Geo Tagged art

Hulu Plus – It’s amazing how much people budget for TV/movies. One can only assume, Hulu Plus will actually be successful. / text-rendering: optimizeLegibility; / Web fonts at the Crossing / A jQuery based solution for customized checkboxes and radio buttons I’m using in a current project and am quite fond of. / artsy iPhone and iPad wallpapers / jQuery Fundamentals a large ‘must-read’. / Simple, multiple gmail from addresses on iPad / iPhone without setting up a bunch of email accounts. Just like your desktop based Gmail! / The 101 Best Sandwiches in New York / Bing Destination Map: Automatic Napkin Sketching of Maps = cute maps. / The Geotaggers’ World Atlas – cuz art is nice.

more links

Darren Rigo
Find the best pint of Guinness / Run IE7 inside of IE8 via Developer Tools / Interlopers on the Skyline / Search free icons / LastHistory Graphically Visualizes your History Through Time / NetBalancer Prioritizes Network Traffic by Application / Google Is Working On Letting Users Link Their Gmail And Google Apps Accounts / Recently, I’ve found that using CalDav on your mac and iPhone is the best way to keep your calendars in sync across your devices/apps/web. / NYC Restaurants Required to Post Cleanliness Grades / Hands down, the best way to validate forms with jQuery/Javascript. I’ve been using this for quite some time and fall more in love with each implementation. / Hex is sooo PRE2K, Working With RGBA Colour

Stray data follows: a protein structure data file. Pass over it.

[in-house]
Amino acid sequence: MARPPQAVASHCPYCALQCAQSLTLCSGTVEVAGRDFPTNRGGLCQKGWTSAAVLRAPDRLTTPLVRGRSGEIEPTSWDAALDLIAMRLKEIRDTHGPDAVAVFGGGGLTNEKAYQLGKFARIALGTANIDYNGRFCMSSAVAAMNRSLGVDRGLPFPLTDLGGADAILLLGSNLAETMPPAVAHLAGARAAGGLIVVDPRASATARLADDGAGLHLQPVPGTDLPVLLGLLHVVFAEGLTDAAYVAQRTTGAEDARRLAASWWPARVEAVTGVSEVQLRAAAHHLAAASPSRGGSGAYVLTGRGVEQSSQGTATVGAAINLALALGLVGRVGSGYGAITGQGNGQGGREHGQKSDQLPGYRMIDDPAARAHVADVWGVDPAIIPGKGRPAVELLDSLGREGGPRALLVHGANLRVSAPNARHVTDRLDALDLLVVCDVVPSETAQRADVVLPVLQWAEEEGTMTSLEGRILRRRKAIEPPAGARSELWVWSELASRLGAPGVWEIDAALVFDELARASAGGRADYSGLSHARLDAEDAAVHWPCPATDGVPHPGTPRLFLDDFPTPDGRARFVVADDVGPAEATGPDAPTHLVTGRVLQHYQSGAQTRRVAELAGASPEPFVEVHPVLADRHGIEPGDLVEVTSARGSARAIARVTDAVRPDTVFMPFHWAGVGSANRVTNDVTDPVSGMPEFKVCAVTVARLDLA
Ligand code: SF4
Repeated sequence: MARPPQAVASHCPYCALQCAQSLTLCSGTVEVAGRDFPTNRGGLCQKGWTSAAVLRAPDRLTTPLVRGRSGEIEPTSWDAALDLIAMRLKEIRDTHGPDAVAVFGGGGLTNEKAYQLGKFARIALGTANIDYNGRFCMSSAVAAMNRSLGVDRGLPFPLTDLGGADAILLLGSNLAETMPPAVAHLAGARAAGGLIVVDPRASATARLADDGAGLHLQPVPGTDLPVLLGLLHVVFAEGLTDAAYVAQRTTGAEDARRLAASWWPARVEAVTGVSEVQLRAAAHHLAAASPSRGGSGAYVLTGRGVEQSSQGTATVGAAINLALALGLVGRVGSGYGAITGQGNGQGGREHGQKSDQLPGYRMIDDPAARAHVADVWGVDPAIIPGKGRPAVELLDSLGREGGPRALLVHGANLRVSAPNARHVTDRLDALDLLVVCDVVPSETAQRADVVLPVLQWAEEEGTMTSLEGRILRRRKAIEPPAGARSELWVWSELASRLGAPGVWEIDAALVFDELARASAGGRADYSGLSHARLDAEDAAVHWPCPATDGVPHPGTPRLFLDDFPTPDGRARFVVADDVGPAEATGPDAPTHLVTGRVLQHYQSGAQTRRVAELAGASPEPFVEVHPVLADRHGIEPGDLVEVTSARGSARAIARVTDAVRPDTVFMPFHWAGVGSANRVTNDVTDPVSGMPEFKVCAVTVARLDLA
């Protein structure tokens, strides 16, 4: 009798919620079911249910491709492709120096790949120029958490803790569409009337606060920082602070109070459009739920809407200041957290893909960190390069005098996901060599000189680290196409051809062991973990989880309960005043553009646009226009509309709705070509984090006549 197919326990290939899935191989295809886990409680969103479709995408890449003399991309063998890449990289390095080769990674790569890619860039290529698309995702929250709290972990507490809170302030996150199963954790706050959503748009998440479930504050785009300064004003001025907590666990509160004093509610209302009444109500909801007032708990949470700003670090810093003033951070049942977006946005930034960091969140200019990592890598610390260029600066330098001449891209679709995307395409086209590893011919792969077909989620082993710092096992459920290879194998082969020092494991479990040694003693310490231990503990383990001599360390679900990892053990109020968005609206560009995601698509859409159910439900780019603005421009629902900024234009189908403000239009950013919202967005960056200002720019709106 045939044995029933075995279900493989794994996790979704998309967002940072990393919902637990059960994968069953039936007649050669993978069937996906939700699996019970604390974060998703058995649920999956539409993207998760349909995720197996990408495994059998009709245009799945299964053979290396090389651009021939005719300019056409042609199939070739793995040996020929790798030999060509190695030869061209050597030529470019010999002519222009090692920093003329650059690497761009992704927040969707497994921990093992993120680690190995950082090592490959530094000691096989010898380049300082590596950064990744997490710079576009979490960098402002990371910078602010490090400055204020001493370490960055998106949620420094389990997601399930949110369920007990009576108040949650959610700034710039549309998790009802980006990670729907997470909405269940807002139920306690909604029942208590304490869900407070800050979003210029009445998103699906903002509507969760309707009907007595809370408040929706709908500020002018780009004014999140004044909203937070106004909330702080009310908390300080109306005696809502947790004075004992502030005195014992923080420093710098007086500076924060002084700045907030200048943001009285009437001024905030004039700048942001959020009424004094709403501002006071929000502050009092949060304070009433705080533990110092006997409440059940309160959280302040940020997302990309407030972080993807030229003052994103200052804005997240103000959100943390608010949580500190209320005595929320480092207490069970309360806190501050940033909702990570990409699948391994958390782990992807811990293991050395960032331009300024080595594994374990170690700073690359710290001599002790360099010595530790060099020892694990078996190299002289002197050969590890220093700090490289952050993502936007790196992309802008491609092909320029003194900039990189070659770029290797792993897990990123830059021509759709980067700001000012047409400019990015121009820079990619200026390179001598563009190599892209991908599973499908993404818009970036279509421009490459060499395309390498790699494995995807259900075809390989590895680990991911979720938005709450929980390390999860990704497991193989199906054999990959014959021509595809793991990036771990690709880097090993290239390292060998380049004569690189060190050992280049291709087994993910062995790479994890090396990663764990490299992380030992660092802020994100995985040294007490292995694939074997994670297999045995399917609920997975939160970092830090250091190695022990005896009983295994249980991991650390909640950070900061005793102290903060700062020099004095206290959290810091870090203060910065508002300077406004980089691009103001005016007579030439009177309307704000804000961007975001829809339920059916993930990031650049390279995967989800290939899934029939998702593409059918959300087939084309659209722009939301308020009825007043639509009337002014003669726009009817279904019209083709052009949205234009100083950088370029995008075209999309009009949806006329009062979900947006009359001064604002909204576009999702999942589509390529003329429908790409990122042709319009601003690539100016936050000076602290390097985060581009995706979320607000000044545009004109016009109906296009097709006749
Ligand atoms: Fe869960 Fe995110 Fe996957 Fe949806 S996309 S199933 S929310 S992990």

Nate Duval

Font Squirrel appears to be a great font generator that will create the various formats needed for the cross-browser use of @font-face. Some colleagues and I have recently been waxing poetically on the legality of using purchased fonts using this CSS2 based method of font embedding. Especially when deployed for clients, in a commercial environment. While @font-face is a bit overdue to go mainstream (A List Apart was touting it as the next big thing in 2007), now that the browsers are coming of age, the tipping point is near. It will dominate other options that are currently bridging the gap, like However, we have come to the conclusion that now is the time to pay more attention to a fonts use policy. Some will explicitly forbid the designer/developer from exposing the font file online. Some will encourage it, and I assume,many more will not mention it. This means web shops should start gathering and using libraries filled with the fonts that encourage the use of @font-face. Here’s where I’m starting. As linked in the previous ALA article: Dieter Steffmann offers up a slew of freely usable fonts and I’m sure several more lists like this, @font-face and 15 Free Fonts You Can Use Today, exist.